Let us rebuild, a new, clean industry for vehicles. We already have the technology and prowess to do so. All it will need is one big nudge. While Electric vehicles are generating traction all over the world we need so much more in India

Politics comes second- The PM's authority in the country remains unchanged. Surveys indicate people are satisfied with the response of the government and, whatever discomfort they may be facing, (loss of income, business, restrictions, social life), the confidence in the Prime Minister has only increased. Unlike western countries, we are not clamoring to get commerce on track. Every element of the political machinery has aligned to the larger good of the country postponing if not dropping their individual agendas.

How do we sustain all these amazing developments that silver line this cloud?

We have an exemplary opportunity to build an India that is cleaner, greener, healthier and sustainable. Some concrete steps towards creating it will encompass the following:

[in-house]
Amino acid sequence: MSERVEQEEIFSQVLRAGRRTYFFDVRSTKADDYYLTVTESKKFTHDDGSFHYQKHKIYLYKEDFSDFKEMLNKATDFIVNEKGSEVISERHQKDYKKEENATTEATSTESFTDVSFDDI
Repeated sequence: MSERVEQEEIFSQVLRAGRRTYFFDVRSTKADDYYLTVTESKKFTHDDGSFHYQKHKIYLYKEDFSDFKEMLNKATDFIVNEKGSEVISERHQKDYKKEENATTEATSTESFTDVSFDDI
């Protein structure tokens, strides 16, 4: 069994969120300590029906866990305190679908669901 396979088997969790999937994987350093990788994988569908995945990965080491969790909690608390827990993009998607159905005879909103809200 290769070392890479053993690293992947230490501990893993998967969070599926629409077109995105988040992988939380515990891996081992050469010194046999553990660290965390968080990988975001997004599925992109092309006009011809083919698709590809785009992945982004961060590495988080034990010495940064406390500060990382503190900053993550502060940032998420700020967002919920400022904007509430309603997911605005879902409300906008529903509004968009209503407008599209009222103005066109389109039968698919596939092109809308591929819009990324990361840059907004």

Enemy No. 1- Pollution remains public enemy 'number one' and treat it with the same sense of rigor we have showcased with Covid-19. Apropos to our current strategy, identify AQI hotspots and put aggressive pollution-curbing actions alleviating those locations. We identify and attribute every death linked to pollution and publish it. No hiding behind the smoke permitted.

Mini me- After the recognition of enemy number one it's important to identify its henchmen. Vehicular policies are akin to the medical condition making our own ecosystem vestigial. Statistics reveals that an industry that hires close to 5 million people is responsible for pollution related deaths of the same number every 4 years. This cannot be sane economics for any society. We should impose immediate restrictions on sale of polluting vehicles in the market. Let's give ourselves just one year to put a stop on sales of all non-zero-emission vehicles.